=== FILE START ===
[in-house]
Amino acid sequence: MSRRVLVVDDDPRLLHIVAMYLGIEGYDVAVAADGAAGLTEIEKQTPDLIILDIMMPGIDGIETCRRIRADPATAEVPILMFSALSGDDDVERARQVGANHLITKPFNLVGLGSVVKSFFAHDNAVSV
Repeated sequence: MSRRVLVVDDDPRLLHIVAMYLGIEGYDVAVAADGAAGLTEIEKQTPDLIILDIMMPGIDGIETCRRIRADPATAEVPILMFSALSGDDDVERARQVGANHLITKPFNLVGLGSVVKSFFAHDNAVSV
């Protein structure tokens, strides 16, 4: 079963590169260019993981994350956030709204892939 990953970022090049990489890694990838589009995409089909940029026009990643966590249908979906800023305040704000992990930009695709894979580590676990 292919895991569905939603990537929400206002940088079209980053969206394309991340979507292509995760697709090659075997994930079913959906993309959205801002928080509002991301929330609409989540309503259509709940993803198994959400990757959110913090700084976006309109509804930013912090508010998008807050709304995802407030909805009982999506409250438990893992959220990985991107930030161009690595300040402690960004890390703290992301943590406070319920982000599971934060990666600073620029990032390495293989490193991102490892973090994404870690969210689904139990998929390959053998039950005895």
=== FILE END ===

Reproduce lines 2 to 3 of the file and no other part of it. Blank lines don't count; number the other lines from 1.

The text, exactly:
Amino acid sequence: MSRRVLVVDDDPRLLHIVAMYLGIEGYDVAVAADGAAGLTEIEKQTPDLIILDIMMPGIDGIETCRRIRADPATAEVPILMFSALSGDDDVERARQVGANHLITKPFNLVGLGSVVKSFFAHDNAVSV
Repeated sequence: MSRRVLVVDDDPRLLHIVAMYLGIEGYDVAVAADGAAGLTEIEKQTPDLIILDIMMPGIDGIETCRRIRADPATAEVPILMFSALSGDDDVERARQVGANHLITKPFNLVGLGSVVKSFFAHDNAVSV